Brian Eno, Here Come The Warm Jets

Philip Sherburne

By Philip Sherburne

on 05.18.11 in Reviews

Here Come The Warm Jets

Brian Eno

For listeners who have come to Brian Eno via his ambient records or his polymath reputation — which will be most anyone born after this record's release — Here Come the Warm Jets might come as a surprise. Recorded in late 1973 after his departure from Roxy Music, Eno's solo debut (not counting Fripp & Eno's No Pussyfooting, released around the same time) follows a herky-jerky line from Roxy Music and its follow-up, For Your Pleasure, twisting and distending strands of '50s and '60s pop into long, taut, wiry formations. With contributions from his former band-mates Phil Manzanera, Paul Thompson and Andy Mackay, along with King Crimson's Robert Fripp and various members of the Canterbury progressive-rock scene, the record infuses British art-rock with a healthy dose of country blues. You can hear reminders of the Beatles, the Rolling Stones, David Bowie and even Captain Beefheart echoing through punchy group interplay and arrangements that roll out like spooled cable, but it's all been turned slightly on its ear.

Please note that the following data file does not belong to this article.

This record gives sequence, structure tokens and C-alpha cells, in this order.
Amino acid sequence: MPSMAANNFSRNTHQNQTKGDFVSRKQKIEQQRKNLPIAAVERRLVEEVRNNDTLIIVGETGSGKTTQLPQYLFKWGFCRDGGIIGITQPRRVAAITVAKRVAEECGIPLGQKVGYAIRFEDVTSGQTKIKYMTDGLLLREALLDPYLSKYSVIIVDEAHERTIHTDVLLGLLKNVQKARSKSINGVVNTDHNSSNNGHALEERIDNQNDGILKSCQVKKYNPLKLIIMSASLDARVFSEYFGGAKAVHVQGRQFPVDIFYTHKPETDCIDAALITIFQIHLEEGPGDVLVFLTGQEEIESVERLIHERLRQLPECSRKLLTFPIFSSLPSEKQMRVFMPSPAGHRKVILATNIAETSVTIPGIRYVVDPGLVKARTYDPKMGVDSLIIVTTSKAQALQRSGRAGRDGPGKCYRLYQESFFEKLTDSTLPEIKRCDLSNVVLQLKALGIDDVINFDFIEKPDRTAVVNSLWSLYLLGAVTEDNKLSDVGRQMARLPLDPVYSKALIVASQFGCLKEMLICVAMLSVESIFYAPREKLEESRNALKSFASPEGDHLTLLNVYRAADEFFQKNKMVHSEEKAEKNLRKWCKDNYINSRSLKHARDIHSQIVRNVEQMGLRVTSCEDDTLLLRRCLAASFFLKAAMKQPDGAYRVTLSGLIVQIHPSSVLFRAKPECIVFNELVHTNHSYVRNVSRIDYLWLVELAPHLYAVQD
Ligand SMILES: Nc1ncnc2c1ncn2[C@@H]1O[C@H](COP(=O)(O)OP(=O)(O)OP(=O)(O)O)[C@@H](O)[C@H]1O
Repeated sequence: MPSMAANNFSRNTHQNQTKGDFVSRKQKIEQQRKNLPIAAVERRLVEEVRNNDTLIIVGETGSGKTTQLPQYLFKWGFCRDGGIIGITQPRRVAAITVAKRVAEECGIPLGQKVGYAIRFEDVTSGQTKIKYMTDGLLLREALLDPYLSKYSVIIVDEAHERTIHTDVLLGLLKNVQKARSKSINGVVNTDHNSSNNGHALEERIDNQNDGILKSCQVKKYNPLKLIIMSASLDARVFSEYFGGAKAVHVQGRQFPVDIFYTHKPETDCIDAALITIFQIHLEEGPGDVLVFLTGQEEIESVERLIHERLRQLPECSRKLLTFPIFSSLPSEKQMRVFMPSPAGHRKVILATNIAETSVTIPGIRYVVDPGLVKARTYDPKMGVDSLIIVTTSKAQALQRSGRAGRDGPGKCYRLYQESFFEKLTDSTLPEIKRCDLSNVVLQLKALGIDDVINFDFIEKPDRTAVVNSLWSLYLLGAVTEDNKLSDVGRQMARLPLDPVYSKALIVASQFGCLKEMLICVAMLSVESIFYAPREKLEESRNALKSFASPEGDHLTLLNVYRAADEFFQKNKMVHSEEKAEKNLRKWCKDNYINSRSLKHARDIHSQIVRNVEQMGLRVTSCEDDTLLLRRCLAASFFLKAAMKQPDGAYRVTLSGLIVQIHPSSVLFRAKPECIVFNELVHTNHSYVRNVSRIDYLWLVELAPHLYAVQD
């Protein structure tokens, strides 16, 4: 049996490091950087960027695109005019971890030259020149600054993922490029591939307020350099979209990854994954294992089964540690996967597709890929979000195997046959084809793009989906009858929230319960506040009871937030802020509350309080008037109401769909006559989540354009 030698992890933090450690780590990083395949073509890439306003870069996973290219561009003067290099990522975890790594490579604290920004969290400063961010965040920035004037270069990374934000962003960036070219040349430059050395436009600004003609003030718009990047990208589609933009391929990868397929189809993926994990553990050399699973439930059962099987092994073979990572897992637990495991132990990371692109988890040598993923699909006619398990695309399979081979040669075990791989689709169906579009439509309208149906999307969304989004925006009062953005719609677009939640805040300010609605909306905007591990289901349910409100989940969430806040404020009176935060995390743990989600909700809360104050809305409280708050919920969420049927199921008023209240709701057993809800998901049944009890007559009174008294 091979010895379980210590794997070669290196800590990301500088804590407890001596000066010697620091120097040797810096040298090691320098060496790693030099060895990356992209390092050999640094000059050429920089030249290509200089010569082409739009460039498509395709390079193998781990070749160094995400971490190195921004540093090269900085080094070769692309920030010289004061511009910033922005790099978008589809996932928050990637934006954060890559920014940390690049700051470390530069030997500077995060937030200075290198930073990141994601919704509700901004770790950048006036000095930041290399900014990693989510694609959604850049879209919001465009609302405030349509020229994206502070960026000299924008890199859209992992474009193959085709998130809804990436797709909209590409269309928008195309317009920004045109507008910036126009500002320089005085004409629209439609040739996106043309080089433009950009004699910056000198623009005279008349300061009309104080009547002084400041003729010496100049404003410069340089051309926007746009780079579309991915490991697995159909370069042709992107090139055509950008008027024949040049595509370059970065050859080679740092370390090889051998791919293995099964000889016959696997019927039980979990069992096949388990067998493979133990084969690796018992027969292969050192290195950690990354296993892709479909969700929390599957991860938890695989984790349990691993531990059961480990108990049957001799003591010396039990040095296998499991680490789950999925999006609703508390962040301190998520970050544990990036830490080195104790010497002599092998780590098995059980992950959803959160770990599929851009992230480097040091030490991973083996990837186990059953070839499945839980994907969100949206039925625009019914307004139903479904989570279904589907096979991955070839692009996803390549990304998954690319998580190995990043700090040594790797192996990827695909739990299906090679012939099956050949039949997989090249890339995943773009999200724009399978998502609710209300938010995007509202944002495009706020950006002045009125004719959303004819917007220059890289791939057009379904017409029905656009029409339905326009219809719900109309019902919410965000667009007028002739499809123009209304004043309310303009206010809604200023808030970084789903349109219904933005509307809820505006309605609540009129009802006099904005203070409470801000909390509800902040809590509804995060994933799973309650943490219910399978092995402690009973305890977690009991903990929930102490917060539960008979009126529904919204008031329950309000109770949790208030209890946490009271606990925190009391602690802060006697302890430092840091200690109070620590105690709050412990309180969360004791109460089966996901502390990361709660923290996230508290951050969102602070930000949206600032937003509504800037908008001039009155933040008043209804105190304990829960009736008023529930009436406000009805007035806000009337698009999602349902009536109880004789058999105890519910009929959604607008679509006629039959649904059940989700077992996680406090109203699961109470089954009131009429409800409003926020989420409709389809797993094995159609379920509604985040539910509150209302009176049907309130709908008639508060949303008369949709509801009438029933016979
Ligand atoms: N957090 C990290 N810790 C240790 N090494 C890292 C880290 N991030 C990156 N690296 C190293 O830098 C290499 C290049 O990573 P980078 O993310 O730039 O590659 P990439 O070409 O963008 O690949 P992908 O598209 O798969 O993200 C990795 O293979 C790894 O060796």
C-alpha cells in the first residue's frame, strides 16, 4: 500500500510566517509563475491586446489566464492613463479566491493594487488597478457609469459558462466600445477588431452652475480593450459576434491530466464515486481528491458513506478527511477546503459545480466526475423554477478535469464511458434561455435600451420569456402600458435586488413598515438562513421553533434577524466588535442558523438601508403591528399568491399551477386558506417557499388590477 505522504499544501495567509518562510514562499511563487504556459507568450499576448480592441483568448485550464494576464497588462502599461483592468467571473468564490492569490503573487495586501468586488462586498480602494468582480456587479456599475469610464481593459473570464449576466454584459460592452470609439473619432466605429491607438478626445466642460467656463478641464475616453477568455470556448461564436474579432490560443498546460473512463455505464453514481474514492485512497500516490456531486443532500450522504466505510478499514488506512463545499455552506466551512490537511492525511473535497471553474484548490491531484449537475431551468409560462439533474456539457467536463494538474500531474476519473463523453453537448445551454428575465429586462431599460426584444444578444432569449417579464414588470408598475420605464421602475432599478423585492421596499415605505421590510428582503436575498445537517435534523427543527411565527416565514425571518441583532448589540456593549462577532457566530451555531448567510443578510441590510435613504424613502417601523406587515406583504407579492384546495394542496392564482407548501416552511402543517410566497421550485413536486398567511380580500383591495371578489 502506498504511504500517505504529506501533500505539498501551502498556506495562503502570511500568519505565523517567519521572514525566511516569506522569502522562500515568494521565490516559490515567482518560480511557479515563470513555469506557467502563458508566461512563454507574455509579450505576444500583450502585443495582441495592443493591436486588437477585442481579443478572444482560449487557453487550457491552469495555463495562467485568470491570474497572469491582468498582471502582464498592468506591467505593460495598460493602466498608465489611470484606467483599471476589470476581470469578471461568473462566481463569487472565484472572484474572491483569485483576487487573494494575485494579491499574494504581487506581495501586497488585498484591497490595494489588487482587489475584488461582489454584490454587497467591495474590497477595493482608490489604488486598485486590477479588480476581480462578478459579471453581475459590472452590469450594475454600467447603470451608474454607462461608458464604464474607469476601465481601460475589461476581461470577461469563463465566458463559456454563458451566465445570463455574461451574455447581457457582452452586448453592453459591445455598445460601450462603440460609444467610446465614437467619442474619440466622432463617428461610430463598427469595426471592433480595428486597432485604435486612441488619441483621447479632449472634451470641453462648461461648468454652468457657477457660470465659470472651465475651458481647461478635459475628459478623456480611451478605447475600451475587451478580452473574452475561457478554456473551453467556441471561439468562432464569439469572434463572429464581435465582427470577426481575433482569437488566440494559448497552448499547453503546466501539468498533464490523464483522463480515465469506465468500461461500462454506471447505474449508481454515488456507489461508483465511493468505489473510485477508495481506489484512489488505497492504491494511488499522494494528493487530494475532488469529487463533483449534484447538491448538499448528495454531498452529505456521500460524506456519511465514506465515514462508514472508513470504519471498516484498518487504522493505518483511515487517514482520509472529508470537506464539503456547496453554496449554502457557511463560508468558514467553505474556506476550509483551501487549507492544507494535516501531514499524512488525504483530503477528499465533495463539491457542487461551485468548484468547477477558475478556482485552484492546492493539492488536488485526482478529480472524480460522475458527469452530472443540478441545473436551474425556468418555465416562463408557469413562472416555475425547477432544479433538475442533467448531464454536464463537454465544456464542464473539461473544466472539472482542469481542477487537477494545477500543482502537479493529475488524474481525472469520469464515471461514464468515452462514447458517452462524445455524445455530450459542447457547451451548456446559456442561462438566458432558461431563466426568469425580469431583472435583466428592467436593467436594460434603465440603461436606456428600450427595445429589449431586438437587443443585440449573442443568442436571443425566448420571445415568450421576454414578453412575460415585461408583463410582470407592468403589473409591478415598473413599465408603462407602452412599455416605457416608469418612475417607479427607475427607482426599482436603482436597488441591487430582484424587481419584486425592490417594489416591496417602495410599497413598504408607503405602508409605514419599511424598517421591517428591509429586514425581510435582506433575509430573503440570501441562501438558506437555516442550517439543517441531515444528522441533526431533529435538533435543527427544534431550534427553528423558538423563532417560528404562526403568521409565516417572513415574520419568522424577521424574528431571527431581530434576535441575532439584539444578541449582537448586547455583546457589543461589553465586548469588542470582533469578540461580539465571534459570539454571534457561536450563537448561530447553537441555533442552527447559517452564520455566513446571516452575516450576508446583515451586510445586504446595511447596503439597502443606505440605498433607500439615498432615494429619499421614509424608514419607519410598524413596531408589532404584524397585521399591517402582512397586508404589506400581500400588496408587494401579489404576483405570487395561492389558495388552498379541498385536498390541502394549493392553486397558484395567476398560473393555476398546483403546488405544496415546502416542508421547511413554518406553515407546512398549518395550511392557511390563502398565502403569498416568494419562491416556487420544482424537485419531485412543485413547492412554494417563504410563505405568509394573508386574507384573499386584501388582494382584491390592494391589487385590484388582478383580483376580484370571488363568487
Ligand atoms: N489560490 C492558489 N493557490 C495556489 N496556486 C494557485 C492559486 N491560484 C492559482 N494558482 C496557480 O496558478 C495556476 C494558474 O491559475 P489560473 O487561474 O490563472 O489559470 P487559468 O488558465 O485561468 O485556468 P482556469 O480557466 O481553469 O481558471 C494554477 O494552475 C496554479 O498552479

Twists and distends strands of ’50s and ’60s pop into long, taut, wiry formations

The album opens with "Needle in the Camel's Eye," a searing, serrated rave-up somewhere between the Bowie at his most aggro and the Velvet Underground's narcotic rock 'n' roll; "Here Come the Warm Jets" closes the record in a similar stream of chugging 8th notes — or it would if it weren't so strangely mixed, with a torrent of overdriven guitars gushing forth like a chorus of molten kazoos. It's tempting to read the arc between those two songs as a kind of transformative process, a teasing apart of the rules of pop music, crafting songs as catchy as any in the canon, but frayed at the edges. To do that, Eno employed the kind of free-associative writing and chance techniques that eventually came to define his process-based approach. Based in Dada-esque wordplay, the lyrics were "there just to give the voice something to do," said Eno. He also made the most of the studio, using tape effects, electronics and the surgical abilities of multi-track recording to create an oddly proportioned final product, which flickers almost holographically in its representation of some bedrock pop ideal.